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Atmospheric Measurement Techniques An interactive open-access journal of the European Geosciences Union
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Short summary
Gas fluxes measured by the eddy covariance (EC) technique are subject to filtering due to unideal instrumentation. For linear first-order systems this filtering causes also a time-lag between vertical wind speed and gas signal which is additional to the gas travel time in the sampling line. The effect of this additional time-lag on EC fluxes is ignored in current EC data processing routines. Here we show that this oversight biases EC fluxes and hence propose an approach to rectify this bias.
Preprints
https://doi.org/10.5194/amt-2020-479
https://doi.org/10.5194/amt-2020-479

  11 Jan 2021

11 Jan 2021

Review status: this preprint is currently under review for the journal AMT.

The high frequency response correction of eddy covariance fluxes. Part 2: the empirical approach and its interdependence with the time-lag estimation

Olli Peltola1, Toprak Aslan2, Andreas Ibrom3, Eiko Nemitz4, Üllar Rannik2, and Ivan Mammarella2 Olli Peltola et al.
  • 1Climate Research Programme, Finnish Meteorological Institute, P.O. Box 503, 00101 Helsinki, Finland
  • 2Institute for Atmospheric and Earth System Research (INAR)/Physics, Faculty of Science, University of Helsinki, P.O. Box 68, 00014 Helsinki, Finland
  • 3Dept. Environmental Engineering, Technical University of Denmark (DTU), Lyngby, Denmark
  • 4UK Centre for Ecology and Hydrology (UKCEH), Edinburgh Research Station, Penicuik, Bush Estate, EH26 0QB, UK

Abstract. The eddy covariance (EC) technique has emerged as the prevailing method to observe ecosystem - atmosphere exchange of gases, heat and momentum. EC measurements require rigorous data processing to derive the fluxes that can be used to analyse exchange processes at the ecosystem - atmosphere interface. Here we show that two common post-processing steps (time-lag estimation via cross-covariance maximisation, and correction for limited frequency response of the EC measurement system) are interrelated and this should be accounted for when processing EC gas flux data. These findings are applicable to EC systems employing closed- or enclosed-path gas analysers which can be approximated to be linear first-order sensors. These EC measurement systems act as a low-pass filters on the time-series of the scalar χ (e.g. CO2, H2O) and this induces a time-lag (tlpf) between vertical wind speed (w) and scalar χ time series which is additional to the travel time of the gas signal in the sampling line (tube, filters). Time-lag estimation via cross-covariance maximisation inadvertently accounts also for tlpf and hence overestimates the travel time in the sampling line. This results in a phase shift between the time-series of w and χ, which distorts the measured cospectra between w and χ and hence has an effect on the correction for dampening of EC flux signal at high frequencies. This distortion can be described with a transfer function related to the phase shift (Hp) which is typically neglected when processing EC flux data. Based on analyses using EC data from two contrasting measurement sites, we show that the low-pass filtering induced time-lag increases approximately linearly with the time constant of the low-pass filter, and hence the importance of Hp in describing the high frequency flux loss increases as well. Incomplete description of these processes in EC data processing algorithms results in flux biases of up to 10 %, with the largest biases observed for short towers due to prevalence of small scale turbulence. Based on these findings, it is suggested that spectral correction methods implemented in EC data processing algorithms are revised to account for the influence of low-pass filtering induced time-lag.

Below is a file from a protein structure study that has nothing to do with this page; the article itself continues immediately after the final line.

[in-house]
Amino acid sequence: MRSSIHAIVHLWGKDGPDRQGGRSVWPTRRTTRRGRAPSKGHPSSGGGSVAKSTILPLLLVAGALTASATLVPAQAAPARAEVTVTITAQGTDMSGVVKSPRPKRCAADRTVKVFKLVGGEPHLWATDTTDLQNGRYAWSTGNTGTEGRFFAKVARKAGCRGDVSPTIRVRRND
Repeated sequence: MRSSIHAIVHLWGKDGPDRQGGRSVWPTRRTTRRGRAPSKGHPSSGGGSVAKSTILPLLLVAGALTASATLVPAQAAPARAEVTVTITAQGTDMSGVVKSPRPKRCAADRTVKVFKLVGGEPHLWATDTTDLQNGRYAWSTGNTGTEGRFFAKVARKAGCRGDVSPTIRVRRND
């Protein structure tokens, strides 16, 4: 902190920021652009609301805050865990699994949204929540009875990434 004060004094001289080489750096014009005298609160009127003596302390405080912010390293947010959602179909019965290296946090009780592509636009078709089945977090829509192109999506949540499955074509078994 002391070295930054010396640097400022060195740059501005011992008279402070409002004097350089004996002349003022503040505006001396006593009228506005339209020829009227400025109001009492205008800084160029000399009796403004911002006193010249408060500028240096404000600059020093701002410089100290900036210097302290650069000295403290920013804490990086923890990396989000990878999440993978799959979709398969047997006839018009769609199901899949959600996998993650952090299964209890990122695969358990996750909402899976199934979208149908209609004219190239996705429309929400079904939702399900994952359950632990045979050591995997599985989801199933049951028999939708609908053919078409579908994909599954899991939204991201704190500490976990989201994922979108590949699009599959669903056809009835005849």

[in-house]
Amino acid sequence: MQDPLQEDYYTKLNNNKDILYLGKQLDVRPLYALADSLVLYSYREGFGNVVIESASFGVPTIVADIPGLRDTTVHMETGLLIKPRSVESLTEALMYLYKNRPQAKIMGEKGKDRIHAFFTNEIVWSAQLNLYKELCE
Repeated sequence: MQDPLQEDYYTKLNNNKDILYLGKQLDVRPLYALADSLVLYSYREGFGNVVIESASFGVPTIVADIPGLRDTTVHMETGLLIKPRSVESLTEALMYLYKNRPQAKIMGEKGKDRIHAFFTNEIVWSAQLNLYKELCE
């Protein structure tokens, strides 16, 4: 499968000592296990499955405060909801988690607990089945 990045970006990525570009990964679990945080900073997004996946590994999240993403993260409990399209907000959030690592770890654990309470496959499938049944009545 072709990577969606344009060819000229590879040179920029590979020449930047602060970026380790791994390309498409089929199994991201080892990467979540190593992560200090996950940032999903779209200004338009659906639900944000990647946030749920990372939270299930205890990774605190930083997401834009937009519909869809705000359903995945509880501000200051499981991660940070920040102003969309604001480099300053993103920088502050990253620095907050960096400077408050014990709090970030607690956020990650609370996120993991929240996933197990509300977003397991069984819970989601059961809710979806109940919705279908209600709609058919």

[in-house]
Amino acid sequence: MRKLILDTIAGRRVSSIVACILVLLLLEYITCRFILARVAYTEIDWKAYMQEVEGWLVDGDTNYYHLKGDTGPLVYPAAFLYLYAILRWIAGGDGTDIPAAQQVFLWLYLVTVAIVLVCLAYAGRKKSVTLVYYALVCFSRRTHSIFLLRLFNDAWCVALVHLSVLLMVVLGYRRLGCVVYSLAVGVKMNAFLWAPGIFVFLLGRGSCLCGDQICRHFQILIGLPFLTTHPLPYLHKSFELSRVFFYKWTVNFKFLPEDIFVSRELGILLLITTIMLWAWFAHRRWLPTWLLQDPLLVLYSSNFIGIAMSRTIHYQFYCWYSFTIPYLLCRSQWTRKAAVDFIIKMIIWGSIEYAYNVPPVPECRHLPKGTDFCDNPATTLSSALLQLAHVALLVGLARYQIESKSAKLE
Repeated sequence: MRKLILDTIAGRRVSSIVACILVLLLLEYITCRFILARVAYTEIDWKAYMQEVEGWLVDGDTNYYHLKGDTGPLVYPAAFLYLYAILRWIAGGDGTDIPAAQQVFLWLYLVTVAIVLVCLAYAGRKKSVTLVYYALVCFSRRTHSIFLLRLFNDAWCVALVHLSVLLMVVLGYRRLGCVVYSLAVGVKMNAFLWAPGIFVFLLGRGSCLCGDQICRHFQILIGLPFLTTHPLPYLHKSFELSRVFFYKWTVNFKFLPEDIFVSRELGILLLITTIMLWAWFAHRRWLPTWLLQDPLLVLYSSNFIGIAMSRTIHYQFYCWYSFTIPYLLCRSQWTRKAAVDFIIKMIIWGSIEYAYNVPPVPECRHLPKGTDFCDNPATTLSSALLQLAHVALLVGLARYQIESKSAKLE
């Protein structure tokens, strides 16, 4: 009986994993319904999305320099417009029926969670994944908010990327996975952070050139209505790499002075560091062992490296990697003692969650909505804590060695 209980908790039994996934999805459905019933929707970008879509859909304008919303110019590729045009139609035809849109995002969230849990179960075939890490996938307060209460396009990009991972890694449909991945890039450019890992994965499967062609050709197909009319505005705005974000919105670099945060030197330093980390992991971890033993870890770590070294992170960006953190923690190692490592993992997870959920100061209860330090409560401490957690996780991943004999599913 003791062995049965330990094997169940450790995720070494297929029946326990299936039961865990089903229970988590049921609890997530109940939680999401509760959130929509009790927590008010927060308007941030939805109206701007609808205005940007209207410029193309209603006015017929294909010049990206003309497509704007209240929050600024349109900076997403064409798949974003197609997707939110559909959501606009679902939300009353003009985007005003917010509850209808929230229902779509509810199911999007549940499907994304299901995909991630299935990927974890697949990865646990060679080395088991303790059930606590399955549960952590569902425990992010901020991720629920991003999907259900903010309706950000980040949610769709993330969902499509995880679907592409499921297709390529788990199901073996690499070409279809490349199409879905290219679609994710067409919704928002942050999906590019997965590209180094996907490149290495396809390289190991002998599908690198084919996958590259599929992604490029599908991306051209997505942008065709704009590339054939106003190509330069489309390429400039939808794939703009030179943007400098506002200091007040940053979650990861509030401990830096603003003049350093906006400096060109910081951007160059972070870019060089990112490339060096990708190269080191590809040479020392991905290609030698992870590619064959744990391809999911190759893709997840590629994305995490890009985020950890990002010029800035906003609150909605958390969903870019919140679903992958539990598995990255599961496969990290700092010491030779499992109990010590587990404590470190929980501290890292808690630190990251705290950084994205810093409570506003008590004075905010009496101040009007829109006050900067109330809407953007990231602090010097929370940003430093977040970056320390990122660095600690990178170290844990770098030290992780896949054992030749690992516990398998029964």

Olli Peltola et al.

Status: open (until 08 Mar 2021)

Comment types: AC – author | RC – referee | CC – community | EC – editor | CEC – chief editor | : Report abuse
  • RC1: 'Comment on amt-2020-479', Marc Aubinet, 15 Jan 2021 reply

Olli Peltola et al.

Olli Peltola et al.

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Short summary
Gas fluxes measured by the eddy covariance (EC) technique are subject to filtering due to unideal instrumentation. For linear first-order systems this filtering causes also a time-lag between vertical wind speed and gas signal which is additional to the gas travel time in the sampling line. The effect of this additional time-lag on EC fluxes is ignored in current EC data processing routines. Here we show that this oversight biases EC fluxes and hence propose an approach to rectify this bias.
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